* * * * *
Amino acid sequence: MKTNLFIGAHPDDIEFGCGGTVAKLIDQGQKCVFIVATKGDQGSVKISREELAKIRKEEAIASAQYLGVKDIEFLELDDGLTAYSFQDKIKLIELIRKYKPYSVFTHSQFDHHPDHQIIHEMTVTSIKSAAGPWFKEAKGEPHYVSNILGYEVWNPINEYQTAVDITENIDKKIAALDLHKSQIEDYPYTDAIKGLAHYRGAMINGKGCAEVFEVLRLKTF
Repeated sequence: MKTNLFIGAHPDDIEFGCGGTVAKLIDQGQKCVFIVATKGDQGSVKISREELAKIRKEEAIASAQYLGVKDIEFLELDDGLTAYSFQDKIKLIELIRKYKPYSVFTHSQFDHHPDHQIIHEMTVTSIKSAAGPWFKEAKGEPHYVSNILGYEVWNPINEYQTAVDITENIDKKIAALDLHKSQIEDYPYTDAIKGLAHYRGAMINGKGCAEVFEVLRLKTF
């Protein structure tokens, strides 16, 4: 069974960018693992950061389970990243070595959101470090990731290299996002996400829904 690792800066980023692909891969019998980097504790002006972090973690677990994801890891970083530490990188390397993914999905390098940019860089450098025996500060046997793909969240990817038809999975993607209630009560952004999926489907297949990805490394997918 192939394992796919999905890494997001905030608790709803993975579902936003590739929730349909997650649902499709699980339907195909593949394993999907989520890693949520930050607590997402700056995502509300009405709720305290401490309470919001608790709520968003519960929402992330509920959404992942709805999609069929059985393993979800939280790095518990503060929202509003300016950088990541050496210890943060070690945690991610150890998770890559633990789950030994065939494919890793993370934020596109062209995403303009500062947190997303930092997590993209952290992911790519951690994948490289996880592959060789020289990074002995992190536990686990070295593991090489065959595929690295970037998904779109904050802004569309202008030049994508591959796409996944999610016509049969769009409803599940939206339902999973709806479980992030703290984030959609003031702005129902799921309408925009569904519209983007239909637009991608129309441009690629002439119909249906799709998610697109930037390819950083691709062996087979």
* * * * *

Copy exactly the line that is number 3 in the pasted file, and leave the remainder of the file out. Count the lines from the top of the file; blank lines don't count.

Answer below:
């Protein structure tokens, strides 16, 4: 069974960018693992950061389970990243070595959101470090990731290299996002996400829904 690792800066980023692909891969019998980097504790002006972090973690677990994801890891970083530490990188390397993914999905390098940019860089450098025996500060046997793909969240990817038809999975993607209630009560952004999926489907297949990805490394997918 192939394992796919999905890494997001905030608790709803993975579902936003590739929730349909997650649902499709699980339907195909593949394993999907989520890693949520930050607590997402700056995502509300009405709720305290401490309470919001608790709520968003519960929402992330509920959404992942709805999609069929059985393993979800939280790095518990503060929202509003300016950088990541050496210890943060070690945690991610150890998770890559633990789950030994065939494919890793993370934020596109062209995403303009500062947190997303930092997590993209952290992911790519951690994948490289996880592959060789020289990074002995992190536990686990070295593991090489065959595929690295970037998904779109904050802004569309202008030049994508591959796409996944999610016509049969769009409803599940939206339902999973709806479980992030703290984030959609003031702005129902799921309408925009569904519209983007239909637009991608129309441009690629002439119909249906799709998610697109930037390819950083691709062996087979």